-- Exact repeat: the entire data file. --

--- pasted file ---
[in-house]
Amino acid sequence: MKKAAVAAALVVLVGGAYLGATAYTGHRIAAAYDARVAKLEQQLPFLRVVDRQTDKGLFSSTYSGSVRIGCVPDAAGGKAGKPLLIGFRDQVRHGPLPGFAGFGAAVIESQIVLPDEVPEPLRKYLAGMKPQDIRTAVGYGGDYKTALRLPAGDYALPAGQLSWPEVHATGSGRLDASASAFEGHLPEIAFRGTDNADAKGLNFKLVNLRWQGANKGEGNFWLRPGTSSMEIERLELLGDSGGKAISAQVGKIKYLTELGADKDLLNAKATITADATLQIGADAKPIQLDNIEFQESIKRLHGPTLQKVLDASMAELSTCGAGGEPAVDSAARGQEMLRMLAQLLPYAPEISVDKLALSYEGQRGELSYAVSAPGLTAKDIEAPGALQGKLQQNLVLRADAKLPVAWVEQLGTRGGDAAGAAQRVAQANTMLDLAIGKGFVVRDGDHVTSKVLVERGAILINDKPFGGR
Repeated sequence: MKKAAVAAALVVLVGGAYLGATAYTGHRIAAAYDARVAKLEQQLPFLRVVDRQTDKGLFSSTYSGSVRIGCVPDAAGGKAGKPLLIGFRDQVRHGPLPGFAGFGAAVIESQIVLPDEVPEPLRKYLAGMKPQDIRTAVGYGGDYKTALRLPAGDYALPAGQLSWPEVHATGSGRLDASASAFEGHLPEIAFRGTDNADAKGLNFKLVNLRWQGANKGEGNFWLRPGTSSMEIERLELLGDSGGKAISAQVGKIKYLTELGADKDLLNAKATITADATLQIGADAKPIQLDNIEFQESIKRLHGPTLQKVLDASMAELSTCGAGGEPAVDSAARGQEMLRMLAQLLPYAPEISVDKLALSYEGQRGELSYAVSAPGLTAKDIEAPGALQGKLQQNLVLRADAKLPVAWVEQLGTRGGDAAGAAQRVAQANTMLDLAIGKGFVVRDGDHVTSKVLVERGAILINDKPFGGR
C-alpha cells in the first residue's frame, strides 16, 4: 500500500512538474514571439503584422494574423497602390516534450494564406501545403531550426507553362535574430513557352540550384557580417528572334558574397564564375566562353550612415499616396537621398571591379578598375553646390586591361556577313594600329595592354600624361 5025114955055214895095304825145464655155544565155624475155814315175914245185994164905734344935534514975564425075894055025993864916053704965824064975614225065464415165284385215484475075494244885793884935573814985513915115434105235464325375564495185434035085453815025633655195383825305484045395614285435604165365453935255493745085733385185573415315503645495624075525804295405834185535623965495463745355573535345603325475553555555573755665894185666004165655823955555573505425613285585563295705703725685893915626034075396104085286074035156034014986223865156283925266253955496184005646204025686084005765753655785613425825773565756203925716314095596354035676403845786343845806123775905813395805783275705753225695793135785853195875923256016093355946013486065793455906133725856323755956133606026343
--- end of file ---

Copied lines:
[in-house]
Amino acid sequence: MKKAAVAAALVVLVGGAYLGATAYTGHRIAAAYDARVAKLEQQLPFLRVVDRQTDKGLFSSTYSGSVRIGCVPDAAGGKAGKPLLIGFRDQVRHGPLPGFAGFGAAVIESQIVLPDEVPEPLRKYLAGMKPQDIRTAVGYGGDYKTALRLPAGDYALPAGQLSWPEVHATGSGRLDASASAFEGHLPEIAFRGTDNADAKGLNFKLVNLRWQGANKGEGNFWLRPGTSSMEIERLELLGDSGGKAISAQVGKIKYLTELGADKDLLNAKATITADATLQIGADAKPIQLDNIEFQESIKRLHGPTLQKVLDASMAELSTCGAGGEPAVDSAARGQEMLRMLAQLLPYAPEISVDKLALSYEGQRGELSYAVSAPGLTAKDIEAPGALQGKLQQNLVLRADAKLPVAWVEQLGTRGGDAAGAAQRVAQANTMLDLAIGKGFVVRDGDHVTSKVLVERGAILINDKPFGGR
Repeated sequence: MKKAAVAAALVVLVGGAYLGATAYTGHRIAAAYDARVAKLEQQLPFLRVVDRQTDKGLFSSTYSGSVRIGCVPDAAGGKAGKPLLIGFRDQVRHGPLPGFAGFGAAVIESQIVLPDEVPEPLRKYLAGMKPQDIRTAVGYGGDYKTALRLPAGDYALPAGQLSWPEVHATGSGRLDASASAFEGHLPEIAFRGTDNADAKGLNFKLVNLRWQGANKGEGNFWLRPGTSSMEIERLELLGDSGGKAISAQVGKIKYLTELGADKDLLNAKATITADATLQIGADAKPIQLDNIEFQESIKRLHGPTLQKVLDASMAELSTCGAGGEPAVDSAARGQEMLRMLAQLLPYAPEISVDKLALSYEGQRGELSYAVSAPGLTAKDIEAPGALQGKLQQNLVLRADAKLPVAWVEQLGTRGGDAAGAAQRVAQANTMLDLAIGKGFVVRDGDHVTSKVLVERGAILINDKPFGGR
C-alpha cells in the first residue's frame, strides 16, 4: 500500500512538474514571439503584422494574423497602390516534450494564406501545403531550426507553362535574430513557352540550384557580417528572334558574397564564375566562353550612415499616396537621398571591379578598375553646390586591361556577313594600329595592354600624361 5025114955055214895095304825145464655155544565155624475155814315175914245185994164905734344935534514975564425075894055025993864916053704965824064975614225065464415165284385215484475075494244885793884935573814985513915115434105235464325375564495185434035085453815025633655195383825305484045395614285435604165365453935255493745085733385185573415315503645495624075525804295405834185535623965495463745355573535345603325475553555555573755665894185666004165655823955555573505425613285585563295705703725685893915626034075396104085286074035156034014986223865156283925266253955496184005646204025686084005765753655785613425825773565756203925716314095596354035676403845786343845806123775905813395805783275705753225695793135785853195875923256016093355946013486065793455906133725856323755956133606026343